Workforce shortages and patient-census dips remained the most biting headwinds at the close of last year for Chemed Corporation’s (NYSE:CHE) VITAS Healthcare.
Despite those challenges, the company is optimistic in its acquisition pipeline and M&A plans “for the first time in a long time,” according to executives.
“We’ve been stuck in a trough for many months, and we’re just starting to see light at the end of the tunnel,” Chemed CEO Kevin MacNamara said Friday during his company’s fourth quarter earnings call.
Similar to the third quarter, staffing pressures continued to financially impact VITAS in 2021’s fourth quarter, placing doward pressure on the company’s margins, MacNamara explained. Staffing remains the most important issue VITAS is managing, the CEO noted, specifically citing challenges such as finding enough licensed health care workers amid an industry-wide labor exodus.
High turnover rates and increasing pressure from rising salaries and wages have also created operational difficulties.
“Turnover within our licensed staff remains well above our pre-pandemic rates,” MacNamara said. “It’s when, not if, our staff will return. We’re fighting that labor hiring and retention issue with one hand tied behind our back. The declining supply of health care workers continues to increase pressure on salaries and wages.”
The “amorphous issue” is knowing when people will come back to work and when health care workers will feel safe to “go back into the water,” he continued.
It isn’t just VITAS with those questions. Staffing issues have long plagued the hospice industry, with COVID-19 further exacerbating the issue for providers across health care.
Health care employment fell 2.3%, or by nearly half a million workers, since February 2020, according to estimates from the U.S. Bureau of Labor Statistics. Around one in five health care workers, or 18% of the workforce, have left the space since the pandemic’s onset, survey research company Morning Consult also reported.
Florida-based VITAS operates 49 hospice programs in 14 states, employing just under 9,900 workers.
VITAS brought in net patient revenues of $316 million during the fourth quarter, down 4.8% compared to the same quarter a year ago. The decline was primarily due to a 4.2% dip in days-of-care and a 9.5% drop in patient admissions.
Staffing will remain top of mind for the company as the mix of patient referrals and admissions continues to bear impacts from the spread of COVID-19 variants, according to VITAS CEO Nick Westfall.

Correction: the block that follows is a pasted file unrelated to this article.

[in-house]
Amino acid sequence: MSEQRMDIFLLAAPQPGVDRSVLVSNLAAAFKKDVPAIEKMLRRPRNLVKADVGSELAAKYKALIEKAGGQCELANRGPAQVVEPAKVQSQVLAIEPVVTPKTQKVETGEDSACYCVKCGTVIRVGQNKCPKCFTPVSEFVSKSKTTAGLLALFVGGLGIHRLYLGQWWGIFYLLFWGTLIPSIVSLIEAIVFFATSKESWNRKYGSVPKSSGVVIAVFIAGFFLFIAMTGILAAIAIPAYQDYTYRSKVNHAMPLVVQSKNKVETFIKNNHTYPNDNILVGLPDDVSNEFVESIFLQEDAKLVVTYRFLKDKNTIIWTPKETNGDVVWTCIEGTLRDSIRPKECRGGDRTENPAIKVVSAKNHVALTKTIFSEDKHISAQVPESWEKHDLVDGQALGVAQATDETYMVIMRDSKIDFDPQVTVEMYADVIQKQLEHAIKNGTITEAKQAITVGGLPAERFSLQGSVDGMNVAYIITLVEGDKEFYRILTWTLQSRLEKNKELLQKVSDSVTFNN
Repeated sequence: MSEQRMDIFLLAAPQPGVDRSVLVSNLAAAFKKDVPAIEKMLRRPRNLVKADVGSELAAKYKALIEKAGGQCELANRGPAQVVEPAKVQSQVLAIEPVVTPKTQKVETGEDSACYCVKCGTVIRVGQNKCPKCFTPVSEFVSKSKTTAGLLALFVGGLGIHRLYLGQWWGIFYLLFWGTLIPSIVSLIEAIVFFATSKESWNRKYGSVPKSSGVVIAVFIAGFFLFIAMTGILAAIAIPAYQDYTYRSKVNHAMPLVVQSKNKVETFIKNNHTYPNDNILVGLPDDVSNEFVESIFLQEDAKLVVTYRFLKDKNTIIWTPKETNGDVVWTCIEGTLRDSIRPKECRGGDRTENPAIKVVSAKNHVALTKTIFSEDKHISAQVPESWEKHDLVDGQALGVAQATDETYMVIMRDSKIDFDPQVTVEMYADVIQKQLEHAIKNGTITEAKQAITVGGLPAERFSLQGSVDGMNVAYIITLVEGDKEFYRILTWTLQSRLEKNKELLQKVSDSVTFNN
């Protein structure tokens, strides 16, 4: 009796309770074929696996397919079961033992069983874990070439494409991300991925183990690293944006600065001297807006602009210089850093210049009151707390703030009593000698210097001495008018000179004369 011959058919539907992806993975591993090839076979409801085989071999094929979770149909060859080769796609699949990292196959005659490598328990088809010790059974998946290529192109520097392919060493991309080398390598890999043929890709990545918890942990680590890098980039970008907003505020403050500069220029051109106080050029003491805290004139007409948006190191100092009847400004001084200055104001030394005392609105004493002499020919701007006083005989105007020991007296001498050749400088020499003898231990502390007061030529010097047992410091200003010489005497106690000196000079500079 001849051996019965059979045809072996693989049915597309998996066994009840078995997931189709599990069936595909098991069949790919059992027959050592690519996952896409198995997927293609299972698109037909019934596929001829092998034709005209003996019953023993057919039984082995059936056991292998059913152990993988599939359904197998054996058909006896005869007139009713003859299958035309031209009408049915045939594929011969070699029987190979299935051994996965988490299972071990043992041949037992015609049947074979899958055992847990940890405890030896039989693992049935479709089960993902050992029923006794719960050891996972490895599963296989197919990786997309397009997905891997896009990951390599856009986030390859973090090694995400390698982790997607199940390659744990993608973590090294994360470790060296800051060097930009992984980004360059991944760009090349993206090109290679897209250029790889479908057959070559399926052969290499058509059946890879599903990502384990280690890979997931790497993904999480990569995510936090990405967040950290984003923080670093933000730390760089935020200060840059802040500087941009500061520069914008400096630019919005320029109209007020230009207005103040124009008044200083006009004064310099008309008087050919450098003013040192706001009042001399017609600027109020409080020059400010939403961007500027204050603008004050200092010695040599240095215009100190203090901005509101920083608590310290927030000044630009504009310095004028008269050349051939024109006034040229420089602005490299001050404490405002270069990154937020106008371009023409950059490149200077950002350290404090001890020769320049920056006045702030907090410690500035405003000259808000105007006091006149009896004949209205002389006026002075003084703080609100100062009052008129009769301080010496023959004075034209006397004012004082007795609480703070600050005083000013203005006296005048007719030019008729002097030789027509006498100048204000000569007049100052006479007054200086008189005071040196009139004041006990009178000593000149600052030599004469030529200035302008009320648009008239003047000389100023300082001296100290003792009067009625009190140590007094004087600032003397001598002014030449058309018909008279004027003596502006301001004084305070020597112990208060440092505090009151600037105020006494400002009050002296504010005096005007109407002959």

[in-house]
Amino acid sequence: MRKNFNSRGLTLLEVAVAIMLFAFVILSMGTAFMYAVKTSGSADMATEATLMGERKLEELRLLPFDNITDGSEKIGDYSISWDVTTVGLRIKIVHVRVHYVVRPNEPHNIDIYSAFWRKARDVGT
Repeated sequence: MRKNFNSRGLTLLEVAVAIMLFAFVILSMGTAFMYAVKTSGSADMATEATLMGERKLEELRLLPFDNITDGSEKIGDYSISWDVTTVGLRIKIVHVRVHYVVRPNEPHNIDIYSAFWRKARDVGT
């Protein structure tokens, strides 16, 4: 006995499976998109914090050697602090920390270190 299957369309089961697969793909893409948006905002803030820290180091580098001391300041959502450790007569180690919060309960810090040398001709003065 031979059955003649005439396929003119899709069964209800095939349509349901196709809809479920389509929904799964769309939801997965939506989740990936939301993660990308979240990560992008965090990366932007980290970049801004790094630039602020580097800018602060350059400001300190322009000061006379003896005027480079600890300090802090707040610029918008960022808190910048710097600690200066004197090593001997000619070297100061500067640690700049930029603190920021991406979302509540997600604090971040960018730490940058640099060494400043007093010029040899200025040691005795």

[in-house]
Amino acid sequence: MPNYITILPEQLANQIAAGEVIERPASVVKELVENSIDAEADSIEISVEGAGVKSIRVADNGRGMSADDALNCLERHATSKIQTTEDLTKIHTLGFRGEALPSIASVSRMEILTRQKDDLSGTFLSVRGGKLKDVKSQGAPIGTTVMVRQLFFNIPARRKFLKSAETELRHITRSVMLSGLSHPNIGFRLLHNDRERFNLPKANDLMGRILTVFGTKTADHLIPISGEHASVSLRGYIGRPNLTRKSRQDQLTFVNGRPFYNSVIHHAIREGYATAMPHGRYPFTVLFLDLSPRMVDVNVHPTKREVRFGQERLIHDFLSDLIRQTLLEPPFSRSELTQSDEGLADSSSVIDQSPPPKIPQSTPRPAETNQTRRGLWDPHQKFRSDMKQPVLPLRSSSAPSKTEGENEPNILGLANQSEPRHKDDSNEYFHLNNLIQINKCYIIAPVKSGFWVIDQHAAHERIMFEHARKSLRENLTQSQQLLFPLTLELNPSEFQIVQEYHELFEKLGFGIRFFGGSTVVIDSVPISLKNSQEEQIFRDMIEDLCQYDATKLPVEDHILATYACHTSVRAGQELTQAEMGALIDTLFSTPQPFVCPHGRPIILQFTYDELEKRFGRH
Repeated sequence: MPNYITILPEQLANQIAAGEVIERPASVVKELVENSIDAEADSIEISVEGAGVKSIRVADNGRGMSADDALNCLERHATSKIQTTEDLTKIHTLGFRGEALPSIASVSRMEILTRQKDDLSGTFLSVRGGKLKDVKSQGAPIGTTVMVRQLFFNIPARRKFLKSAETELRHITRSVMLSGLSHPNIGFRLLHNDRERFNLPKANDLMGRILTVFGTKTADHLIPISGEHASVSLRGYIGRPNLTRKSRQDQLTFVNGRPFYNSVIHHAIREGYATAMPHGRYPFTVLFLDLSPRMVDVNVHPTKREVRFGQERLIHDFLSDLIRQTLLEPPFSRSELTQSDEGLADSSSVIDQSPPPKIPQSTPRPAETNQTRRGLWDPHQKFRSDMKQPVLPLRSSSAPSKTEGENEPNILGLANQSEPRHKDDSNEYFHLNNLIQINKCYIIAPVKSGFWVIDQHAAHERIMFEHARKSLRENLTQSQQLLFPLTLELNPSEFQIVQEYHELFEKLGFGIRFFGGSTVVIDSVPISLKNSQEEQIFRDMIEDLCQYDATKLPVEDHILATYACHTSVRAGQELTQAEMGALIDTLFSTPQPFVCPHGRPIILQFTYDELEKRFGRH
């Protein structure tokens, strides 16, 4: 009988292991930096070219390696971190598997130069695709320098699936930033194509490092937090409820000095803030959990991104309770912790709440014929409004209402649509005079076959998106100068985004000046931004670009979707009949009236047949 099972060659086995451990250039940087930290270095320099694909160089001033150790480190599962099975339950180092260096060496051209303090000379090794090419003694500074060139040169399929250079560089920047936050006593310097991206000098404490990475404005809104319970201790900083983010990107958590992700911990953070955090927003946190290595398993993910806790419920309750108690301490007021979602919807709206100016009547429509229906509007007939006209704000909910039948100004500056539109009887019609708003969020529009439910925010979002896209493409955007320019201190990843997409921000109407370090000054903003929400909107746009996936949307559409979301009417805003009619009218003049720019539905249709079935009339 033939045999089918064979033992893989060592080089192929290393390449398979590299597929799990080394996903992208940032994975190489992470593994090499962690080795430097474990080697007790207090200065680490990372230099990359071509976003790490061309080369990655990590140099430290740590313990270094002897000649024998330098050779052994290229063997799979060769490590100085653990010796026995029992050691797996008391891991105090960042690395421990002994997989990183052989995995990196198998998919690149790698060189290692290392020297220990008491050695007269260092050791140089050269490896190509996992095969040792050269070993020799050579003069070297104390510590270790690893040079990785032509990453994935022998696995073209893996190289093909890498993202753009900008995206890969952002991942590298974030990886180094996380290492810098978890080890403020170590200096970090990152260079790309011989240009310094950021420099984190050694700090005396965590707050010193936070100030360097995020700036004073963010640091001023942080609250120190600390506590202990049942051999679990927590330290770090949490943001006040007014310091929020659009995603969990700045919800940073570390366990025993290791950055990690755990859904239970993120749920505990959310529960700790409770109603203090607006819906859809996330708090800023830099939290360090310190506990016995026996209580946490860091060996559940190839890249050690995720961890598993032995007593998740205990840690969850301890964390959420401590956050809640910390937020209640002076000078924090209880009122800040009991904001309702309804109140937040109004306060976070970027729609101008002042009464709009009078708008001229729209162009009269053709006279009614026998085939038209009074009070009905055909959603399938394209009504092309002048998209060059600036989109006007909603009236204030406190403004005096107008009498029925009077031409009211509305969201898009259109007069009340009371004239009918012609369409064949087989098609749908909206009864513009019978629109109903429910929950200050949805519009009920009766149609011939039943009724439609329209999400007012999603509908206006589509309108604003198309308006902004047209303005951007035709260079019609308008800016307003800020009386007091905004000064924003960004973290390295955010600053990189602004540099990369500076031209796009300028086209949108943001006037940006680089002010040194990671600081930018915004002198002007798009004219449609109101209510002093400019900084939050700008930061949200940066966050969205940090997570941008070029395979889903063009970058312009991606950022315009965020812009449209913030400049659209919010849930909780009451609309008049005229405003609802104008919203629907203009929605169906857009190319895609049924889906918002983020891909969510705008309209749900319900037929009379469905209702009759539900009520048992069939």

“The year-over-year decline in average daily census is a direct result of pandemic-related disruptions across the entire health care system,” Westfall said on the call. “When you see health care system disruption, for example, inside of the omicron surge, you see a significant, swift change of more acute hospital discharges as compared to non-hospital discharges with it.”
Overall, it is an ongoing balance of ensuring VITAS has available clinical staff to respond to its referral partners’ needs, with the company constantly evaluating where and how it is deploying its available resources, he stated.
“We are laser focused on both the recruiting and retention aspect,” Westfall said.
The deal-making landscape
Acquisitions will also be on the horizon for VITAS.
The probability of health care acquisitions during the last several years has been low due to high valuations, but a shifting hospice landscape has bode well for dealmaking opportunities, according to Chemed CFO David Williams.
Among the factors is the financial and operational pressures pummeling some hospice entities to become so financially distressed that they have no choice but to sell their programs, Williams described.
“The last several years, you’ve heard me specifically state that the probability that we do any acquisitions in the health care arena [is] exceptionally low, based upon valuations,” he said. “Now that landscape is shifting — and shifting rapidly — it will create opportunity again. Whether that results in us doing any acquisitions is going to be dependent on those opportunities. For the first time in a long time, you’re going to hear us talking about [the] potential for us to pick well-positioned hospices to acquire them.
“We have absolute confidence that it’s going to be a hell of a ride in 2022, as health care right-sizes itself, as the labor force right-sizes itself,” Williams continued. “But we are well-positioned to take advantage of this.”
On the year, VITAS’ annual revenue dropped in 2021 to $1.26 billion compared to $1.33 billion in 2020.
The company anticipates COVID-19 to continue impacting patient and staffing volumes during the first half of 2022, with slow improvement to come during the second half of the year, largely in the area of senior housing referrals.
VITAS executives also believe the company’s care model, along with its geographic size and reach, pave the way for further expansion.
“We can go into markets and go deep, as opposed to many of our competitors that go into markets wide, narrow and shallow, basically from a size perspective,” Westfall said. “It’s also targeted strategic locations that we think fit very well into our service delivery model. If we don’t acquire assets, we’re going to look to acquire people.”